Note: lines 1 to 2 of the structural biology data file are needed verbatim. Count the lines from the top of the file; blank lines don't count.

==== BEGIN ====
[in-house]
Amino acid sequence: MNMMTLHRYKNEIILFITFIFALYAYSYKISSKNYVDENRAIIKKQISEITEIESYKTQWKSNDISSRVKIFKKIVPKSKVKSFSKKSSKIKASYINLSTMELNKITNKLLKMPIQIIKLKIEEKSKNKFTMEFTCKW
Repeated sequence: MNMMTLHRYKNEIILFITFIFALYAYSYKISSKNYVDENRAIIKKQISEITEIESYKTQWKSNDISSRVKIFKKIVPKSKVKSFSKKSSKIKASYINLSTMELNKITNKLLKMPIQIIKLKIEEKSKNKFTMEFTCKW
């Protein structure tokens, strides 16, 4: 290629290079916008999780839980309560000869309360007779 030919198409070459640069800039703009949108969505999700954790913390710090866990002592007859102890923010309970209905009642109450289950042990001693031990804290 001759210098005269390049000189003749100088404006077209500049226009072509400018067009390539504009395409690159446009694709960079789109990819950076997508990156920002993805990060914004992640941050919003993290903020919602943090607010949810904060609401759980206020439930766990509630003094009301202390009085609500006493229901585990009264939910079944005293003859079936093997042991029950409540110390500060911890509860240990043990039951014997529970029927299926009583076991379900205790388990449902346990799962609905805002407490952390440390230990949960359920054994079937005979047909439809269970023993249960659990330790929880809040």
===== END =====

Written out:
[in-house]
Amino acid sequence: MNMMTLHRYKNEIILFITFIFALYAYSYKISSKNYVDENRAIIKKQISEITEIESYKTQWKSNDISSRVKIFKKIVPKSKVKSFSKKSSKIKASYINLSTMELNKITNKLLKMPIQIIKLKIEEKSKNKFTMEFTCKW